If you do use a heat lamp – as I do, be absolutely sure it is secured at the height you wish it to be, using a chain to hang it is a good idea. Loop the wire over a beam or hook, use a wide plastic tie to secure it and then duct tape it too! If you have the clamp on type, triple secure that as well. It takes less than 2 minutes to start a fire with a heat lamp.
If you can set up all your items in one place ready for the chicks that’s great, but if not, make sure everything is kept together so you don’t have a mad dash to assemble it all as they arrive!
Chicks Arrival Day
On the day your chicks are due to arrive, turn on the heat lamp a few hours before they arrive. Check the temperature on the floor and try to maintain it at 95F. They will learn where the warmth is and explore from there.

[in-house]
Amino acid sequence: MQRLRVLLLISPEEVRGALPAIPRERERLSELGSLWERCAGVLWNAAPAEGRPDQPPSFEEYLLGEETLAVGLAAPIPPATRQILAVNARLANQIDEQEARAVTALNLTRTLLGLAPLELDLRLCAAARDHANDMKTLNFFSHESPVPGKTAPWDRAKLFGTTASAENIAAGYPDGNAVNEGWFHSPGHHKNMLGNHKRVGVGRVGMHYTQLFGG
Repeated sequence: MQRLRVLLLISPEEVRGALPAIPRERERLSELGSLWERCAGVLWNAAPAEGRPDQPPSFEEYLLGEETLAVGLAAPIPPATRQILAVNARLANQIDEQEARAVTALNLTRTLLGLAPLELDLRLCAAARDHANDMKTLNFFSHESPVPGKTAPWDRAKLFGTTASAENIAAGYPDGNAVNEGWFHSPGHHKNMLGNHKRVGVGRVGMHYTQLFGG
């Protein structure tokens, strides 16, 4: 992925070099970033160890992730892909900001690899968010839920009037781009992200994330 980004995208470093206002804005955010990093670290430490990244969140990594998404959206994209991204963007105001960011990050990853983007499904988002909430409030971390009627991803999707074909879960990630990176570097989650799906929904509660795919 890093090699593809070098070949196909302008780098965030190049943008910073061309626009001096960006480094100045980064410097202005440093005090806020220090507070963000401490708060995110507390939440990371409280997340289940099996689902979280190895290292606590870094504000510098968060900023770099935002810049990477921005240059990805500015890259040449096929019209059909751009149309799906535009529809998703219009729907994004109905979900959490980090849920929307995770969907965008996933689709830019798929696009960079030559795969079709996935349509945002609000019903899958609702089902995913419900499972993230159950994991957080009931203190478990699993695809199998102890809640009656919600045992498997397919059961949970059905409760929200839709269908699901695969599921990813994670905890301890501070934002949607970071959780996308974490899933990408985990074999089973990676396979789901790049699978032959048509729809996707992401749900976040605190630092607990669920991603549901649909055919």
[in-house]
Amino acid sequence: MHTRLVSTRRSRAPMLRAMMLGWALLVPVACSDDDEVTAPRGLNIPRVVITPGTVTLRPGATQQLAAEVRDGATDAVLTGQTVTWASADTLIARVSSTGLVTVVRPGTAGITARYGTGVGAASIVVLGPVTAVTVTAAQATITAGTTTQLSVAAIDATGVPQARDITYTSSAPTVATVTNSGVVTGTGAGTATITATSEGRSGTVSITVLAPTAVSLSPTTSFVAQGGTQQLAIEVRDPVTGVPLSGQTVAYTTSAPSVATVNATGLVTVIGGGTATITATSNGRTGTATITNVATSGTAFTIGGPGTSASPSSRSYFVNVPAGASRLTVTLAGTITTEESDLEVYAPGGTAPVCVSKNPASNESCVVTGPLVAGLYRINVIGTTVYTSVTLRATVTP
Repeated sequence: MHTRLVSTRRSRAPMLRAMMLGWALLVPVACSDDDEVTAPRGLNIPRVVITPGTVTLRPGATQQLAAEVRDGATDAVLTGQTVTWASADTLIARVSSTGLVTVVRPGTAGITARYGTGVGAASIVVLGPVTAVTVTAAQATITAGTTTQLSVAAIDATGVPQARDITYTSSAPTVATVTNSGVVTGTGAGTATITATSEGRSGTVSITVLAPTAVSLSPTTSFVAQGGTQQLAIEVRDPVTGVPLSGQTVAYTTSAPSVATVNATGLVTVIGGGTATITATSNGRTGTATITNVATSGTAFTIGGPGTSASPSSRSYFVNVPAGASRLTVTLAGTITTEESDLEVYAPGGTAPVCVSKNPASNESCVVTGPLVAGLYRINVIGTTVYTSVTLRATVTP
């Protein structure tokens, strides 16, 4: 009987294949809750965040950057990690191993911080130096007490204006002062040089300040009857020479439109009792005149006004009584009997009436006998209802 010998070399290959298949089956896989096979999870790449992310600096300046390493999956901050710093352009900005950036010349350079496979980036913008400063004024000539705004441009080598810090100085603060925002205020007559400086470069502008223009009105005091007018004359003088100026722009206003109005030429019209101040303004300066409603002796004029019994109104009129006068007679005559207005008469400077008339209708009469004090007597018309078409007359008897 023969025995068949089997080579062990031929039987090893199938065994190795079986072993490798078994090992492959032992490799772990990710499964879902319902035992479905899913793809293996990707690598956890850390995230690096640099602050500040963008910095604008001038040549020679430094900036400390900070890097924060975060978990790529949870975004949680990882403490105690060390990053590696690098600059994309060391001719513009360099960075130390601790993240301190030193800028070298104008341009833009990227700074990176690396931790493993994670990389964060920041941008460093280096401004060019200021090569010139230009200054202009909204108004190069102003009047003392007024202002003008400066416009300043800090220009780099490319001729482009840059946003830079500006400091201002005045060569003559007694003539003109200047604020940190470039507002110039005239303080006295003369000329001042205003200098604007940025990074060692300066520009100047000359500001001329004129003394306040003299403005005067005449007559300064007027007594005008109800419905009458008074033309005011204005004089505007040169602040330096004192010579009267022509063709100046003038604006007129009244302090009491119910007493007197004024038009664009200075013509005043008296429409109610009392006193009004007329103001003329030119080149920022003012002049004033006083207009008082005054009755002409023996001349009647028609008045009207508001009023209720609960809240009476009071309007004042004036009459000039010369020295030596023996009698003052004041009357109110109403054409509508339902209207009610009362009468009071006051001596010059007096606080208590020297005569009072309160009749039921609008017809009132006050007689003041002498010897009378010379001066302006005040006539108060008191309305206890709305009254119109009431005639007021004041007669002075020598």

As you take them out of their travel box, make sure you dip the beak of each chick in the water. This teaches them how and where to drink.
With the feed you can simply scratch at it with your finger- they will get curious and start scratching for themselves.
The water should be fairly near the heat source but not too close. They dislike cold water and really warm water will grow bugs.
After their journey, they will likely eat, drink and sleep.
Observe over a period of a few hours and check if the heat is ok for them. If they are scattered to the edges of the box- it’s too hot. And if they are clustered together under the light- they are too cold.
They should be scattered all over the place when the temperature is just right.
If you’re looking for more information about what to do on their arrival day, read our full article on it here.
The care of new chicks can be daunting if you don’t do your homework.
Having all your equipment and supplies ready to go is a big step in the right direction. Reading as much as you can about the basic care and needs of chicks is highly recommended, not only to alleviate many of your worries and anxieties, but also so you can realize anyone can do it!
Once you have had the pleasure and fun of watching and holding your little peeps, you will be hooked!
Let me know below how you prepare for the arrival of your chicks…